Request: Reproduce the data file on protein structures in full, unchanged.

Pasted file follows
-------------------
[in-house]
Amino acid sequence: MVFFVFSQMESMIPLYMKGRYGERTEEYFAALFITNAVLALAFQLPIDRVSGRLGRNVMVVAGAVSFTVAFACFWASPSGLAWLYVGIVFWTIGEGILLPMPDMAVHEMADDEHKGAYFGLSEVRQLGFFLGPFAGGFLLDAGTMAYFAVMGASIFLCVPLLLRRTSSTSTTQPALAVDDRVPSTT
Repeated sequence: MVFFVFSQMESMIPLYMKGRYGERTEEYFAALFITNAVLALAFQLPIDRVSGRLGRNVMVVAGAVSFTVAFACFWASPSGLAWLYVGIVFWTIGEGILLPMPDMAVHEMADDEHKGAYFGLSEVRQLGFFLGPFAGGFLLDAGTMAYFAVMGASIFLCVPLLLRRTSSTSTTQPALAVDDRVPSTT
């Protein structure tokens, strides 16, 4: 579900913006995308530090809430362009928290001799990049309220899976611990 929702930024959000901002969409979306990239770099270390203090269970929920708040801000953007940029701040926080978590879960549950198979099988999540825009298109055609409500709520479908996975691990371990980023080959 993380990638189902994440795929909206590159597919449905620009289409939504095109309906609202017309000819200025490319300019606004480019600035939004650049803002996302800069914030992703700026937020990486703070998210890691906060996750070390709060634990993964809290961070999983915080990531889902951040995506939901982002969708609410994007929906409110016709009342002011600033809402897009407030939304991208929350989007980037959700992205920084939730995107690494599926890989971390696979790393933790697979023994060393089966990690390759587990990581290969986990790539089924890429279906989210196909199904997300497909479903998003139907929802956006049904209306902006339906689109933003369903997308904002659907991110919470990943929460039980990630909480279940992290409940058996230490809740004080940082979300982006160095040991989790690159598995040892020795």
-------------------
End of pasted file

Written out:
[in-house]
Amino acid sequence: MVFFVFSQMESMIPLYMKGRYGERTEEYFAALFITNAVLALAFQLPIDRVSGRLGRNVMVVAGAVSFTVAFACFWASPSGLAWLYVGIVFWTIGEGILLPMPDMAVHEMADDEHKGAYFGLSEVRQLGFFLGPFAGGFLLDAGTMAYFAVMGASIFLCVPLLLRRTSSTSTTQPALAVDDRVPSTT
Repeated sequence: MVFFVFSQMESMIPLYMKGRYGERTEEYFAALFITNAVLALAFQLPIDRVSGRLGRNVMVVAGAVSFTVAFACFWASPSGLAWLYVGIVFWTIGEGILLPMPDMAVHEMADDEHKGAYFGLSEVRQLGFFLGPFAGGFLLDAGTMAYFAVMGASIFLCVPLLLRRTSSTSTTQPALAVDDRVPSTT
């Protein structure tokens, strides 16, 4: 579900913006995308530090809430362009928290001799990049309220899976611990 929702930024959000901002969409979306990239770099270390203090269970929920708040801000953007940029701040926080978590879960549950198979099988999540825009298109055609409500709520479908996975691990371990980023080959 993380990638189902994440795929909206590159597919449905620009289409939504095109309906609202017309000819200025490319300019606004480019600035939004650049803002996302800069914030992703700026937020990486703070998210890691906060996750070390709060634990993964809290961070999983915080990531889902951040995506939901982002969708609410994007929906409110016709009342002011600033809402897009407030939304991208929350989007980037959700992205920084939730995107690494599926890989971390696979790393933790697979023994060393089966990690390759587990990581290969986990790539089924890429279906989210196909199904997300497909479903998003139907929802956006049904209306902006339906689109933003369903997308904002659907991110919470990943929460039980990630909480279940992290409940058996230490809740004080940082979300982006160095040991989790690159598995040892020795």